From Baptist Health South Florida
4 min. read
The Parkland resident learned she had breast cancer at age 96 – just weeks before she was supposed to graduate from college. But thanks to the experts at Baptist Health Lynn Cancer Institute, Mrs. Edwards was able to collect her diploma and continue enjoying every day with her family and friends.
Now a spry and still-active 97-year-old, Mrs. Edwards is beloved by many at Aston Gardens, the assisted living facility where she says with a hint of pride that she “lives in the independent living section.” People love her for her smiles and her laughter, she says – “I’m very outgoing and social. I’m always cheerful and happy” – but they also love her for her cooking, especially her Jamaican fruitcake, which she makes for birthday parties and other special occasions.
Years ago, while living and working in the New York area, Mrs. Edwards put her own college hopes on hold while helping her daughter get through medical school and start her career as a perinatologist. Her daughter, Dr. Christine Edwards, also lives in Parkland and today is medical director of Florida Perinatal Center.
Mrs. Edwards says she always intended to go back to college but time and circumstances prevented her from pursuing her dream. However, with her 100th birthday in 2025 starting to come into focus, she decided to complete her studies online and get her degree at Mercy College. She was just three weeks away from earning her degree, busy studying for her final exams, when her annual mammogram results came back as suspicious.
A challenging time
Her daughter took her to Lynn Cancer Institute in Boca Raton, which is part of Baptist Health, where she saw breast surgical oncologist Kerry-Ann McDonald, M.D. “A biopsy revealed that Mrs. Edwards had stage 1 invasive ductal carcinoma in her left breast,” Dr. McDonald recalls. “Despite this, she was in good spirits and very positive when I first saw her, and she seemed to be a very fit 96-year-old with an excellent prognosis.”
Mrs. Edwards, who would require surgery to remove her tumor, remembers it as “a challenging time” in her life. To complicate matters, her surgery was scheduled on the same date as her Spanish final exam. She didn’t want to have to postpone her surgery, so she asked her teacher if she could take the exam on a different day. “She let me take it a day early,” Mrs. Edwards says.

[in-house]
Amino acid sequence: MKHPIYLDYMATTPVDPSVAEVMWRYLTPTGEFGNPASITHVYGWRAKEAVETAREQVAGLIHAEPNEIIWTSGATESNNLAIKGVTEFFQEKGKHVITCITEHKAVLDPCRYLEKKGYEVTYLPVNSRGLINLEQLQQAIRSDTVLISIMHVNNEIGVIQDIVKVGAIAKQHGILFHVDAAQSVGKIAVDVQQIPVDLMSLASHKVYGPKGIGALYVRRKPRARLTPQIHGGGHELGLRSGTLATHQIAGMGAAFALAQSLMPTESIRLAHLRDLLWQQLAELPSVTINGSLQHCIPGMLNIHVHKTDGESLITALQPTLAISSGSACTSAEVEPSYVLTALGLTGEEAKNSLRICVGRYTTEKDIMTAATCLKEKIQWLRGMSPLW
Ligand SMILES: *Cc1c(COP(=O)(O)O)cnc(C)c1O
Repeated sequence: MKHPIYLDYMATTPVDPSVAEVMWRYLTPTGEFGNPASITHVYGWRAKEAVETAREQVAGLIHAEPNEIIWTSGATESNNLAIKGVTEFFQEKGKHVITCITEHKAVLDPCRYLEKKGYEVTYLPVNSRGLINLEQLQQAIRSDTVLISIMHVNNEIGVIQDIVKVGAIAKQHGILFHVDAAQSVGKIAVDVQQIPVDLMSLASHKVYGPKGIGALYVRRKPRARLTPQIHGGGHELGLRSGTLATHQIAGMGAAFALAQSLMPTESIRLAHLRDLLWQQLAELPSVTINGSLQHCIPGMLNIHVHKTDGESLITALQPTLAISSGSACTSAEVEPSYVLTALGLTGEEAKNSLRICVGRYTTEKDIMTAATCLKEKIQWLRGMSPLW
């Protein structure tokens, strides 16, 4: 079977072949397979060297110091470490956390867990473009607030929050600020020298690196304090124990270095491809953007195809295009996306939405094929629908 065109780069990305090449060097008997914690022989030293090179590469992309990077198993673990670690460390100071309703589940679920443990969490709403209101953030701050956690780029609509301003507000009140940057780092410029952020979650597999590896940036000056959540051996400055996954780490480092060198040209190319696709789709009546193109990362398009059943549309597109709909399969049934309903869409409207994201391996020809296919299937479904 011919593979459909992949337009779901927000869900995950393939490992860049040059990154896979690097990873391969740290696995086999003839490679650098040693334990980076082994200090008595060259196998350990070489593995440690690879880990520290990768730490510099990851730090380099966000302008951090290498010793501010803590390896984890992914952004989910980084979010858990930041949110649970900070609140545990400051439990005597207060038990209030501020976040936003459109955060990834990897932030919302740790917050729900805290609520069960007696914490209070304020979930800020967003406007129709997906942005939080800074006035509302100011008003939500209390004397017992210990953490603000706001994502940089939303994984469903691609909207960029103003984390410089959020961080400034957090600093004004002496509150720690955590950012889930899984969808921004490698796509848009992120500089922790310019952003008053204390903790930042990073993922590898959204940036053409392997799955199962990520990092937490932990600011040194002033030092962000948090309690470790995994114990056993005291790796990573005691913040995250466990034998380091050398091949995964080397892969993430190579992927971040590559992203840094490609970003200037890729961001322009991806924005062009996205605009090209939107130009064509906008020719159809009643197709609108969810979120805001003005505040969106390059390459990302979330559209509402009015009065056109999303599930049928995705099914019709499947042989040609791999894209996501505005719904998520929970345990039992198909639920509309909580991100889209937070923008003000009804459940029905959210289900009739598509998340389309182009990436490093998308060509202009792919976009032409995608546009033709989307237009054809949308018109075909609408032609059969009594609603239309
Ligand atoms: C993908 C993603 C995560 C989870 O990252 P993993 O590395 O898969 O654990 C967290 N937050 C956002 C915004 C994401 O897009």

Dr. McDonald says Mrs. Edwards’ tumor was surgically removed on April 28 and that “she breezed through her surgery very well.” Because of her advanced age, the decision was made to forego a sentinel lymph node biopsy, a standard of treatment for patients with invasive breast cancer but one that can have side effects for some people.
“For older patients like Mrs. Edwards, a sentinel lymph node biopsy really wouldn’t impact survivability and it can also cause lymphedema and other side effects,” Dr. McDonald says. Her patient’s age also factored into the decision to omit chemotherapy – which normally would be used for patients with her type of cancer – and employ radiation therapy instead, which she says Mrs. Edwards “tolerated pretty well” with few side effects.
Getting her diploma and making history
Before starting her radiation therapy, however, Mrs. Edwards received her associates degree from Mercy College, earning a 4.0 GPA in the process. She became the oldest Black woman ever to graduate from college in the U.S., and the fifth oldest person in the world to earn a college degree, according to media reports, of which there were many. Even more remarkable was the fact that she managed to do it while fighting cancer.
A graduation ceremony was held for Mrs. Edwards at Aston Gardens, where she was feted by family, friends and staff. By the next day she had become a media celebrity. “I was in the papers, on radio, on TV, CNN,” she laughs. “There was even a station in Jamaica that interviewed me.”
“I wasn’t afraid at all”
Mrs. Edwards celebrated her 97th birthday recently with a small party at her daughter’s home nearby. She says that after her ordeal, she’s “not 100 percent but getting there” and says her daughter was such a great help to her during her journey. Both were impressed with Dr. McDonald, who, coincidentally, also hails from Jamaica. “She made me feel so comfortable and she explained everything so well – the ‘what, the how and the why’ – so I wasn’t afraid at all,” says Mrs. Edwards.
Dr. McDonald credits her patient with being so “compliant, resilient and strong,” and not being afraid of undergoing treatment. “Most people her age probably couldn’t handle it but she handled everything so well,” she says. “She really inspired a lot of people on her care team here at Lynn Cancer Institute. And she’s just such a sweet person.”
Dr. McDonald reminds women to get their annual mammograms, because early detection of breast cancer leads to better outcomes. For older women who wonder whether or not to discontinue mammography, she suggests talking to your doctors. “Don’t let your age discourage you,” she advises. “If a 96-year-old can be saved by a mammogram, so can you.”
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